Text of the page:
The lxx, Jerome, the Venet., and Luther, and the Arab. interpreters, render 17b as an independent clause: "but be daily in the fear of the Lord." That is not a substantival clause (cf. Proverbs 22:7), nor can it be an interjectional clause, but it may be an elliptical clause (Fleischer: from the prohibitive אל־תקנא is to be taken for the second parallel member the v. subst. lying at the foundation of all verbs); but why had the author omitted היה dettim? Besides, one uses the expressions, to act (עשׂה), and to walk (הלך) in the fear of God, but not the expression to be (היה) in the fear of God. Thus בּיראת, like בחטּאים, is dependent on אל־תּקנּא; and Jerome, who translates: Non aemuletur cor tuum peccatores, sed in timore Domini esto tota die, ought to have continued: sed timorem Domini tota die; for, as one may say in Latin: aemulari virtutes, as well as aemulari aliquem, so also in Heb. קנּא ב, of the envying of those persons whose fortune excites to dissatisfaction, because one has not the same, and might yet have it, Proverbs 3:31; Proverbs 24:1, Proverbs 24:19, as well as of emulation for a thing in which one might not stand behind others: envy not sinners, envy much rather the fear of God, i.e., let thyself be moved with eager desire after it when its appearance is presented to thee. There is no O.T. parallel for this, but the Syr. tan and the Greek ζηλοτυποῦν are used in this double sense. Thus Hitzig rightly, and, among the moderns, Malbim; with Aben Ezra, it is necessary to take ביראת for באישׁ יראת, this proverb itself declares the fear of God to be of all things the most worthy of being coveted.

In Proverbs 23:18, Umbreit, Elster, Zckler, and others interpret the כּי as assigning a reason, and the אם as conditioning: for when the end (the hour of the righteous judgment) has come; Bertheau better, because more suitable to the ישׁ and the אחרית: when an end (an end adjusting the contradictions of the present time) comes, as no doubt it will come, then thy hope will not be destroyed; but, on the other hand, the succession of words in the conclusion (vid., at Proverbs 3:34) opposes this; also one does not see why the author does not say directly כי ישׁ אחרית, but expresses himself thus conditionally.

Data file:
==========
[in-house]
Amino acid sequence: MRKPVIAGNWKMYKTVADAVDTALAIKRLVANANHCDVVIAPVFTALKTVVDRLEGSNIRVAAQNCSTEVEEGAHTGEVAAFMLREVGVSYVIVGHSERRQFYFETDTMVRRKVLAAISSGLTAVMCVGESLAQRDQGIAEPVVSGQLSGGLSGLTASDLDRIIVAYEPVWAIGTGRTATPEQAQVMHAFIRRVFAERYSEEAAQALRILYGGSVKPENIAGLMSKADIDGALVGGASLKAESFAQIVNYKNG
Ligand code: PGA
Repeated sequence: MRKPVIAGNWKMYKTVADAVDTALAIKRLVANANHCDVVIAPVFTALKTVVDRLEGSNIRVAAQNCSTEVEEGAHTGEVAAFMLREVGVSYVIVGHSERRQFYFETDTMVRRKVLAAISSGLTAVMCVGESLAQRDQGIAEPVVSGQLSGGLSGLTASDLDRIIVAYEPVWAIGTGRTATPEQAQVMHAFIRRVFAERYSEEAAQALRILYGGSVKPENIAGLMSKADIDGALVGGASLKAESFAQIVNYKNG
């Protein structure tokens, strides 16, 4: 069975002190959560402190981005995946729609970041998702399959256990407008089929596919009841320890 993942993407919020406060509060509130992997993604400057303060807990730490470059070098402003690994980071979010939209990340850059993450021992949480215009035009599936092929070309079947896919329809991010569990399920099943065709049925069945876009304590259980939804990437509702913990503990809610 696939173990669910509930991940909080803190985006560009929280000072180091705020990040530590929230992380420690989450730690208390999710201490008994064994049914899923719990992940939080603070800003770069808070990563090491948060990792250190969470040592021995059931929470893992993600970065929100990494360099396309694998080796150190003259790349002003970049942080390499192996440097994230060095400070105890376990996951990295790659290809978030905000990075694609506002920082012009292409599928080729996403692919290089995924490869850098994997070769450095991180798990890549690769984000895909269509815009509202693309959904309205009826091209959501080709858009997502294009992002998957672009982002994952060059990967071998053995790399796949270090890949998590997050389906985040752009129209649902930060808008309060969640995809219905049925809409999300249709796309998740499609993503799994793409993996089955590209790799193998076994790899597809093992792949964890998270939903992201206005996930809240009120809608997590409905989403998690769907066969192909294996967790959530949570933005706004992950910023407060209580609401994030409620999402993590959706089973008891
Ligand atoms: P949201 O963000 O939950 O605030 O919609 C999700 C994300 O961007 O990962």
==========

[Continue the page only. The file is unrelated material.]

(Note: The form כּי אם־ does not contradict the connection of the two particles. This use of the Makkeph is general, except in these three instances: Genesis 15:4; Numbers 35:33; Nehemiah 2:2.)

If אם is meant hypothetically, then, with the lxx ἐὰν γὰρ τηρήσῃς αὐτὰ ἔκγονα, we should supply after it תּשׁמרנּה, that had fallen out. Ewald's: much rather there is yet a future (Dchsel: much rather be happy there is...), is also impossible; for the preceding clause is positive, not negative. The particles כּי אם, connected thus, mean: for if (e.g., Lamentations 3:32); or also relatively: that if (e.g., Jeremiah 26:15). After a negative clause they have the meaning of "unless," which is acquired by means of an ellipsis; e.g., Isaiah 55:10, it turns not back thither, unless it has watered the earth (it returns back not before then, not unless this is done). This "unless" is, however, used like the Lat. nisi, also without the conditioning clause following, e.g., Genesis 28:17, hic locus non est nisi domus Dei. And hence the expression כי אם, after the negation going before, acquires the meaning of "but," e.g., 17b: let not thy heart be covetous after sinners, for thou canst always be zealous for the fear of God, i.e., much rather for this, but for this. This pleonasm of אם sometimes occurs where כי is not used confirmatively, but affirmatively: the "certainly if" forms the transition, e.g., 1 Kings 20:6 (vid., Keil's Comm. l.c.), whose "if" is not seldom omitted, so that כי אם has only the meaning of an affirmative "certainly," not "truly no," which it may also have, 1 Samuel 25:34, but "truly yes." Thus כי אם is used Judges 15:7; 2 Samuel 15:21 (where אם is omitted by the Kerı̂); 2 Kings 5:20; Jeremiah 51:14; and thus it is also meant here, 18a, notwithstanding that כי אם, in its more usual signification, "besides only, but, nisi," precedes, as at 1 Samuel 21:6, cf. 5. The objection by Hitzig, that with this explanation: "certainly there is a future," Proverbs 23:18 and Proverbs 23:17 are at variance, falls to the ground, if one reflects on the Heb. idiom, in which the affirmative signification of כי is interpenetrated by the confirmative. אחרית used thus pregnantly, as here (Proverbs 24:14), is the glorious final issue; the word in itself designates the end into which human life issues (cf. Psalm 37:37.); here, the end crowning the preceding course. Jeremiah (Jeremiah 29:11) in this sense connects אחרית ותקוה [end and expectation]. And what is here denied of the תּקיה, the hope (not as certain Jewish interpreters dream, the thread of life) of him who zealously strives after the fear of God, is affirmed, at Psalm 37:38, of the godless: the latter have no continuance, but the former have such as is the fulfilling of his hope.